As someone who teaches Bible, this cartoon Hemant Mehta recently shared made me laugh:
It is funny that, through a series of twists and turns in the history of language, a reference to something being “Biblical” can turn it into sexual innuendo. This actually illustrates an important point about how languages work, a point often missed by some who read, interpret, and use the Bible. The term “Biblical” might have a particular dictionary definition, but its nuances, and the connotations it gives to a sentence, could vary, even when the phrases are very similar. Think for instance of a sermon in which the preacher said that “The Biblical sense of 'faith' includes trust and faithfulness,” and then if the cartoon above had said “I had faith in her…in the Biblical sense.” Someone in the distant future interpreting the two would have to be intimately acquainted with the language and culture to get the difference between the two. You might say that they would have to know the English language and culture of the 21st century in the Biblical sense in order to get the joke.The very notion that there is one “Biblical sense” of a word is itself indicative of widespread popular misperceptions about how languages work – or at least, how Biblical languages work, since few make this mistake with respect to their own native language. The sense of the word “know” in the Bible – the word whose appearance in the phrase “know in the Biblical sense” is in the background to the cartoon – varies in relation to our possible renderings in English. It less often refers to sex than to knowing in ways closer to the normal English meaning of that word. And so one can say, somewhat ironically, that not all knowing in the Bible is knowing “in the Biblical sense.”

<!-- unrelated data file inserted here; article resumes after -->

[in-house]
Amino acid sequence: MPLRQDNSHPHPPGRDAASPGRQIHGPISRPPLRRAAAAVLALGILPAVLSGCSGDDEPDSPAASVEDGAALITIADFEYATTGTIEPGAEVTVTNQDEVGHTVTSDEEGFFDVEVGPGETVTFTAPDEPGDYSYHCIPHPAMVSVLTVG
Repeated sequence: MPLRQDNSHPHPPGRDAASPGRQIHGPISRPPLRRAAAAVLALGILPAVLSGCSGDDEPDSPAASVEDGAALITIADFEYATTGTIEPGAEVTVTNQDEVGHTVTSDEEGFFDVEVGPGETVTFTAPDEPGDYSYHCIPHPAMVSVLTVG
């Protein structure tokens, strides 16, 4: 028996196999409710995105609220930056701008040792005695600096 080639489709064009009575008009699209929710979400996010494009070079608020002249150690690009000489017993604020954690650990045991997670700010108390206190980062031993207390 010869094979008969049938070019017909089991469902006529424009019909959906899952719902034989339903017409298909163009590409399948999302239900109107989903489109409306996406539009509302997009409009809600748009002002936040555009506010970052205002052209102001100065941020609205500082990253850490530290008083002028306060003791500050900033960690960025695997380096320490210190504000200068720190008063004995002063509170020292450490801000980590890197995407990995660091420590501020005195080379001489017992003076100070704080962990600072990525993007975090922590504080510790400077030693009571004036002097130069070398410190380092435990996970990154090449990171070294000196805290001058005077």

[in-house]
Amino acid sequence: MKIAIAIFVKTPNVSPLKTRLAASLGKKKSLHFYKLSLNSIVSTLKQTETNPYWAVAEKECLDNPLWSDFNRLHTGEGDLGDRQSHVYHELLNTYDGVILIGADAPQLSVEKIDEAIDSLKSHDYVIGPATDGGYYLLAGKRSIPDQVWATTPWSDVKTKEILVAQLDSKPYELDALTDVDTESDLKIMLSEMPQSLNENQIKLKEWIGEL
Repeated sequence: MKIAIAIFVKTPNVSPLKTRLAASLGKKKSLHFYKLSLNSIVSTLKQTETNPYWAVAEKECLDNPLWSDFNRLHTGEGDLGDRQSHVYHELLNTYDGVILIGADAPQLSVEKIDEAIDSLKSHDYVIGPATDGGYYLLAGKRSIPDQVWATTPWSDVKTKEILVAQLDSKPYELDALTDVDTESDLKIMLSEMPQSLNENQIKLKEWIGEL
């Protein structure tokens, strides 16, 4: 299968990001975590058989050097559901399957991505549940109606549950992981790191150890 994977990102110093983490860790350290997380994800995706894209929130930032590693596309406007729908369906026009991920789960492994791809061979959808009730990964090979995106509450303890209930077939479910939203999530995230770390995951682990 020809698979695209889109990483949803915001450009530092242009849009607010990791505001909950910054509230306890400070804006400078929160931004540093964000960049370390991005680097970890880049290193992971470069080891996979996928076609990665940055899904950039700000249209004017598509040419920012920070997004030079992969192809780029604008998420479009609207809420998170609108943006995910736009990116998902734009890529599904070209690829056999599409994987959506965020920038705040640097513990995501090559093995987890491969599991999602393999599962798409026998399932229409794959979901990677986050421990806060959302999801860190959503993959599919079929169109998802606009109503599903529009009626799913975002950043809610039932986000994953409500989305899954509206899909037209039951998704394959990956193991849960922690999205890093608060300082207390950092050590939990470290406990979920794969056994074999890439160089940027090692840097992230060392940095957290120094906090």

But this is just a Biblical scholar making an academic point about a cartoon which should perhaps not be overthought, but simply read and enjoyed…in the Biblical sense.